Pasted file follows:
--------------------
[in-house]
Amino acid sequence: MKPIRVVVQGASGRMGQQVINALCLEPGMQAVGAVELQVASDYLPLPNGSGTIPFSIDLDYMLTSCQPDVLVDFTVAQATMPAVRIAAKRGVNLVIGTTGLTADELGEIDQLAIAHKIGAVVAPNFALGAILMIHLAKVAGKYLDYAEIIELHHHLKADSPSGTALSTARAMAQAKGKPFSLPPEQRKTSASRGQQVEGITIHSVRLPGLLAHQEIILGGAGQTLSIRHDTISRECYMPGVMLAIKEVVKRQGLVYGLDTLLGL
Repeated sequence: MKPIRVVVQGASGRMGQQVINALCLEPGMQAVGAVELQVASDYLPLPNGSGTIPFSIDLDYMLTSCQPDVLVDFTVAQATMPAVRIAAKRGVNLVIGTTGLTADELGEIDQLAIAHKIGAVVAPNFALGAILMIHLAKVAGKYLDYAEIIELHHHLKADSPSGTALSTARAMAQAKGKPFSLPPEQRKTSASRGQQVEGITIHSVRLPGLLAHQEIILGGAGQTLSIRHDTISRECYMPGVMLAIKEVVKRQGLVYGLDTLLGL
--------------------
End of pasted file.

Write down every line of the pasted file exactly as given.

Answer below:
[in-house]
Amino acid sequence: MKPIRVVVQGASGRMGQQVINALCLEPGMQAVGAVELQVASDYLPLPNGSGTIPFSIDLDYMLTSCQPDVLVDFTVAQATMPAVRIAAKRGVNLVIGTTGLTADELGEIDQLAIAHKIGAVVAPNFALGAILMIHLAKVAGKYLDYAEIIELHHHLKADSPSGTALSTARAMAQAKGKPFSLPPEQRKTSASRGQQVEGITIHSVRLPGLLAHQEIILGGAGQTLSIRHDTISRECYMPGVMLAIKEVVKRQGLVYGLDTLLGL
Repeated sequence: MKPIRVVVQGASGRMGQQVINALCLEPGMQAVGAVELQVASDYLPLPNGSGTIPFSIDLDYMLTSCQPDVLVDFTVAQATMPAVRIAAKRGVNLVIGTTGLTADELGEIDQLAIAHKIGAVVAPNFALGAILMIHLAKVAGKYLDYAEIIELHHHLKADSPSGTALSTARAMAQAKGKPFSLPPEQRKTSASRGQQVEGITIHSVRLPGLLAHQEIILGGAGQTLSIRHDTISRECYMPGVMLAIKEVVKRQGLVYGLDTLLGL